Fans of 'X-Files' Set Their Minds to Finding the Truth : The cryptic TV show will attract big crowds to a weekend convention in Burbank. There will be plenty of questions asked.


The truth is out there. In Burbank.

That's where enthusiastic fans of "The X-Files" will descend this weekend for a convention, or a confab, or--as series creator Chris Carter likes to call it--a party. By any name, it's the place where the most devoted viewers, who call themselves X-Philes, search out T-shirts, autographs and most importantly, answers.

Two years ago, "The X-Files" was barely a blip on the ratings radar. It had a Friday night slot on the still-emerging Fox network and no household-name stars. Not surprisingly, it finished its first season ranked 102 out of 118 series on the air.

But people were getting hooked on the series, which follows FBI agents Fox Mulder (David Duchovny) and Dana Scully (Gillian Anderson) as they solve the cases that involve the paranormal. By the end of the second season, the show's cult following had pushed it up to 64 out of 141. Then, "The X-Files" transformed itself into a hit of the high-ratings kind: Last fall local A.C. Nielsen ratings put it in the top 10.

Broad popularity, though, hasn't diminished the passion of the X-Philes; it just means there are more of them. Some 7,500 are members of the official "X-Files" fan club, run by Glendale-based Creative Entertainment. Thousands more have made pilgrimages to the 20 conventions they have hosted in the last eight months.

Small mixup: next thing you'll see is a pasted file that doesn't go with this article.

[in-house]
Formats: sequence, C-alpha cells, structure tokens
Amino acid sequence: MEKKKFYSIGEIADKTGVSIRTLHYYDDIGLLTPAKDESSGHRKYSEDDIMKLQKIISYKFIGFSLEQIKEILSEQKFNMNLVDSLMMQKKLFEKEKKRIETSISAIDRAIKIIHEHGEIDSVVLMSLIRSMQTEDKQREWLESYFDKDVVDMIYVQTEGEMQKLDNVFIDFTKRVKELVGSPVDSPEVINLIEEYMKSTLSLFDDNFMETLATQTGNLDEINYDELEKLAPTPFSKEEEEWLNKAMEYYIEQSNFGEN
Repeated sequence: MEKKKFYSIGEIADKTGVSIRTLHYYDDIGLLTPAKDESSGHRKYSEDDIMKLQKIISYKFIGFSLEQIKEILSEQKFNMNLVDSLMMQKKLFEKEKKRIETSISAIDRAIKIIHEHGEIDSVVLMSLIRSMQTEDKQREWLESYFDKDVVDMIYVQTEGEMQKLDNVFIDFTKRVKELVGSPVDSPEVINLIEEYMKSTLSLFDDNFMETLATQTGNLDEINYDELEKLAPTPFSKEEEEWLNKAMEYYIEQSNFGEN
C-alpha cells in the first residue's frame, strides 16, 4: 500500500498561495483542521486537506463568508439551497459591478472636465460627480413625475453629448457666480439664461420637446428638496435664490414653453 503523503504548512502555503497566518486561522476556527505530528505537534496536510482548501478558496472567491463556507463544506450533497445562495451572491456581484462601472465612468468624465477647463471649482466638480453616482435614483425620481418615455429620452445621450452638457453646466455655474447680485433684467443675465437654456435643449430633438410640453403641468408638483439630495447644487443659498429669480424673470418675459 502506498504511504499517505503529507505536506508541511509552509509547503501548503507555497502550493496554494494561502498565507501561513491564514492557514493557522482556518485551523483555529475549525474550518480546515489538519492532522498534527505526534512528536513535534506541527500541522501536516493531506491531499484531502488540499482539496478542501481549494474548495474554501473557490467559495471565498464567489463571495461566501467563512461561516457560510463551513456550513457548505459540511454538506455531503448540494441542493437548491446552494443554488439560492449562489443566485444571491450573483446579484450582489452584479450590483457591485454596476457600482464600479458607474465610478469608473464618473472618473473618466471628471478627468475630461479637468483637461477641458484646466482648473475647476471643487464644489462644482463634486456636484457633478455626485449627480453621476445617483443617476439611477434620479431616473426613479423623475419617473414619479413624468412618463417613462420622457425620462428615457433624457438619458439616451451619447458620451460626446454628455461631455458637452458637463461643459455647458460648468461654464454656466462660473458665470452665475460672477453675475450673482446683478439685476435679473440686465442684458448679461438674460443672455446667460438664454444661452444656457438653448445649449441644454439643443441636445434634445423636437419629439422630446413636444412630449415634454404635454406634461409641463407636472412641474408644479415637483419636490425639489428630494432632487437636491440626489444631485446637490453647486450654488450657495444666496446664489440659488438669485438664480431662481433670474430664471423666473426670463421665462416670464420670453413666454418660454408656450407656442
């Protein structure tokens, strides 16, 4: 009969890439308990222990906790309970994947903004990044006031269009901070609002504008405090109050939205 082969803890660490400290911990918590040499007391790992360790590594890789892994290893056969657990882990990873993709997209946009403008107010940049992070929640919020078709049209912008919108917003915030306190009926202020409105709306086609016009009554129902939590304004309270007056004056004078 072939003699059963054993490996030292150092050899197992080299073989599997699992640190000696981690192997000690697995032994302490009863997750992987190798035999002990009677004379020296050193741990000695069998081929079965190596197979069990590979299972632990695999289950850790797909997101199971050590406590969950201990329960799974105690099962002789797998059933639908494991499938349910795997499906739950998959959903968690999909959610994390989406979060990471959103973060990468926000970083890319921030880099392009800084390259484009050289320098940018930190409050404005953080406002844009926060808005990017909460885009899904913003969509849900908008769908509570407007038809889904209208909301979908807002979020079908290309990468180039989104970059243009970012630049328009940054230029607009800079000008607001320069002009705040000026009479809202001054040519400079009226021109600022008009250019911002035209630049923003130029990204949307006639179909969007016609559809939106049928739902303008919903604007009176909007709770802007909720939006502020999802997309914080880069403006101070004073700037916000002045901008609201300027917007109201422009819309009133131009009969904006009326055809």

For Paula Mackey, 26, this will be convention No. 5. But she's sort of obligated to go. After all, she's the president of a fan club for Mitch Pileggi, who plays FBI Assistant Director Walter Skinner. "I'm going to start asking Creative (Entertainment) if they have a season pass," she said.

She may have made some friends at the conventions, she said, but it is on the Internet that she has met people from all over the country. She logs on once a day to check her e-mail and the "X-Files" bulletin boards.

She is not alone. The official World Wide Web page ( for the show has had 8 million hits since the start of the TV season. It particularly heats up on Friday nights--150,000 hits on average--as the final credits are running. And dozens of people have private home pages, e-mail groups and bulletin boards dedicated to the show.


What do they talk about? You name it. Why is Mulder always dropping his gun? Who is Cancer Man (a.k.a. Cigarette Smoking Man) and what is his connection to the government? Is Mulder's apartment No. 42 an allusion to Douglas Adams' sci-fi novel "The Hitchhiker's Guide to the Galaxy," where the answer to the universe is in that number? Questions, always questions.

While each episode is written to stand alone, true X-Philes know the show's background and look for clues to the "truth" that the opening credits assert is "out there."

The writers and crew on "The X-Files" make efforts to reward their core audience. No number, name or address goes into the show without forethought, said Carter, who writes about eight of the episodes each season. Fans' names have shown up on passenger lists. Digital clocks frequently flash 10:13, Carter's birthday, or 11:21, his wife's.

To some, this in-depth analysis might seem a waste of time. But it is the heart of the give-and-take relationship that the fans have with the show. An assistant in the production office has the task of culling the more relevant bits off the Internet and passing them on to the show's creators.